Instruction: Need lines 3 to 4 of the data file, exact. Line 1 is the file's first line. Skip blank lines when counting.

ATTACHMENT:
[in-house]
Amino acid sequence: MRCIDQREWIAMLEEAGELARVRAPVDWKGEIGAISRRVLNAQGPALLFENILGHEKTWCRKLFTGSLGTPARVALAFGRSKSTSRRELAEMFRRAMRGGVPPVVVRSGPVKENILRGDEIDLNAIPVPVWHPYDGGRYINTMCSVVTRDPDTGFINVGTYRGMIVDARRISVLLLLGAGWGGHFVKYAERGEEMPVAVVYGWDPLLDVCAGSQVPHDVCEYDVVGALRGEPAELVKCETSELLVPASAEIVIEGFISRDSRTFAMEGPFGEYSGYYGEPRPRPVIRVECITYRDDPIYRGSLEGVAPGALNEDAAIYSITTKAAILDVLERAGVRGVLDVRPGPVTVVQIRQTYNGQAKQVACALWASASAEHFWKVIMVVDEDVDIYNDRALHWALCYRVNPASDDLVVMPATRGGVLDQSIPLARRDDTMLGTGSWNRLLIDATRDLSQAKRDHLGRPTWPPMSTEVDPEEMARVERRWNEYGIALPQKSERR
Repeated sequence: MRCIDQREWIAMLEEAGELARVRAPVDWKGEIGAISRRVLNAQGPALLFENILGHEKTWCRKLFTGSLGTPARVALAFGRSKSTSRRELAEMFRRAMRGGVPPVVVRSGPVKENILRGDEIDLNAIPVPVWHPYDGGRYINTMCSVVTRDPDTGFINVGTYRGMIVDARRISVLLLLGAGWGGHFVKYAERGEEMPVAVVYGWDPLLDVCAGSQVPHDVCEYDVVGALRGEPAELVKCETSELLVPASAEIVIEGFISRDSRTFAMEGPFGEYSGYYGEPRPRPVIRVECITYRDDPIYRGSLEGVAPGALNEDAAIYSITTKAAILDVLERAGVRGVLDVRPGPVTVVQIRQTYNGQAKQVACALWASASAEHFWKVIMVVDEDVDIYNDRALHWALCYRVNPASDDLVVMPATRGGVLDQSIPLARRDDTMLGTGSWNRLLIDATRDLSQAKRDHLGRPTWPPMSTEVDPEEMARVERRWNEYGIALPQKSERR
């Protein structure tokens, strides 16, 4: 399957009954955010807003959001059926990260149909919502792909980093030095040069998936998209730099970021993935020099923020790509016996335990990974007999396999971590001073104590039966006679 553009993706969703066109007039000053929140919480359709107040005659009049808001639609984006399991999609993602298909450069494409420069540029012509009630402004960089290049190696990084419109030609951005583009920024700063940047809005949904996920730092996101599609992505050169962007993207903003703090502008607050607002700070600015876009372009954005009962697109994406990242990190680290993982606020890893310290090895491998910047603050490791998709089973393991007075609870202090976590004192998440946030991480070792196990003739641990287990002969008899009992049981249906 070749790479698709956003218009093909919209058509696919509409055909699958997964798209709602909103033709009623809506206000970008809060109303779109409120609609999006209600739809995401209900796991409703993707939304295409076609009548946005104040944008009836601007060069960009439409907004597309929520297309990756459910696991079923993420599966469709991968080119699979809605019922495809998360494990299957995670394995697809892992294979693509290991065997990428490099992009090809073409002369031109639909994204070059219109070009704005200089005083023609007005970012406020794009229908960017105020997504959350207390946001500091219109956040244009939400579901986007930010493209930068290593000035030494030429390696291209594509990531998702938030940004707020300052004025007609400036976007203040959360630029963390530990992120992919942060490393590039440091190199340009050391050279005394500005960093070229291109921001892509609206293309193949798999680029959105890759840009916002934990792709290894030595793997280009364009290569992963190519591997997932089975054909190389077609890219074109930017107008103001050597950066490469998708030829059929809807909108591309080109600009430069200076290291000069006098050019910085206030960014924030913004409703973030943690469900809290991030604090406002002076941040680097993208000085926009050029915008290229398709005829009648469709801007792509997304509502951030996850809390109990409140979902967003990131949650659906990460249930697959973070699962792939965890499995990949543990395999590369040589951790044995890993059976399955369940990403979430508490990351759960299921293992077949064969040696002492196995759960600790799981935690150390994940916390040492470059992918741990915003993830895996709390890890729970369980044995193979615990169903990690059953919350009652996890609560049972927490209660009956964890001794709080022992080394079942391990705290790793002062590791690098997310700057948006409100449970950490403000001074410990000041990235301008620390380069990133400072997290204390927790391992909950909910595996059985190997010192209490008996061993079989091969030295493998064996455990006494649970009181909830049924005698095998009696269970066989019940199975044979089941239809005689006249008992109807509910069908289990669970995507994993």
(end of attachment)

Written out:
Repeated sequence: MRCIDQREWIAMLEEAGELARVRAPVDWKGEIGAISRRVLNAQGPALLFENILGHEKTWCRKLFTGSLGTPARVALAFGRSKSTSRRELAEMFRRAMRGGVPPVVVRSGPVKENILRGDEIDLNAIPVPVWHPYDGGRYINTMCSVVTRDPDTGFINVGTYRGMIVDARRISVLLLLGAGWGGHFVKYAERGEEMPVAVVYGWDPLLDVCAGSQVPHDVCEYDVVGALRGEPAELVKCETSELLVPASAEIVIEGFISRDSRTFAMEGPFGEYSGYYGEPRPRPVIRVECITYRDDPIYRGSLEGVAPGALNEDAAIYSITTKAAILDVLERAGVRGVLDVRPGPVTVVQIRQTYNGQAKQVACALWASASAEHFWKVIMVVDEDVDIYNDRALHWALCYRVNPASDDLVVMPATRGGVLDQSIPLARRDDTMLGTGSWNRLLIDATRDLSQAKRDHLGRPTWPPMSTEVDPEEMARVERRWNEYGIALPQKSERR
């Protein structure tokens, strides 16, 4: 399957009954955010807003959001059926990260149909919502792909980093030095040069998936998209730099970021993935020099923020790509016996335990990974007999396999971590001073104590039966006679 553009993706969703066109007039000053929140919480359709107040005659009049808001639609984006399991999609993602298909450069494409420069540029012509009630402004960089290049190696990084419109030609951005583009920024700063940047809005949904996920730092996101599609992505050169962007993207903003703090502008607050607002700070600015876009372009954005009962697109994406990242990190680290993982606020890893310290090895491998910047603050490791998709089973393991007075609870202090976590004192998440946030991480070792196990003739641990287990002969008899009992049981249906 070749790479698709956003218009093909919209058509696919509409055909699958997964798209709602909103033709009623809506206000970008809060109303779109409120609609999006209600739809995401209900796991409703993707939304295409076609009548946005104040944008009836601007060069960009439409907004597309929520297309990756459910696991079923993420599966469709991968080119699979809605019922495809998360494990299957995670394995697809892992294979693509290991065997990428490099992009090809073409002369031109639909994204070059219109070009704005200089005083023609007005970012406020794009229908960017105020997504959350207390946001500091219109956040244009939400579901986007930010493209930068290593000035030494030429390696291209594509990531998702938030940004707020300052004025007609400036976007203040959360630029963390530990992120992919942060490393590039440091190199340009050391050279005394500005960093070229291109921001892509609206293309193949798999680029959105890759840009916002934990792709290894030595793997280009364009290569992963190519591997997932089975054909190389077609890219074109930017107008103001050597950066490469998708030829059929809807909108591309080109600009430069200076290291000069006098050019910085206030960014924030913004409703973030943690469900809290991030604090406002002076941040680097993208000085926009050029915008290229398709005829009648469709801007792509997304509502951030996850809390109990409140979902967003990131949650659906990460249930697959973070699962792939965890499995990949543990395999590369040589951790044995890993059976399955369940990403979430508490990351759960299921293992077949064969040696002492196995759960600790799981935690150390994940916390040492470059992918741990915003993830895996709390890890729970369980044995193979615990169903990690059953919350009652996890609560049972927490209660009956964890001794709080022992080394079942391990705290790793002062590791690098997310700057948006409100449970950490403000001074410990000041990235301008620390380069990133400072997290204390927790391992909950909910595996059985190997010192209490008996061993079989091969030295493998064996455990006494649970009181909830049924005698095998009696269970066989019940199975044979089941239809005689006249008992109807509910069908289990669970995507994993």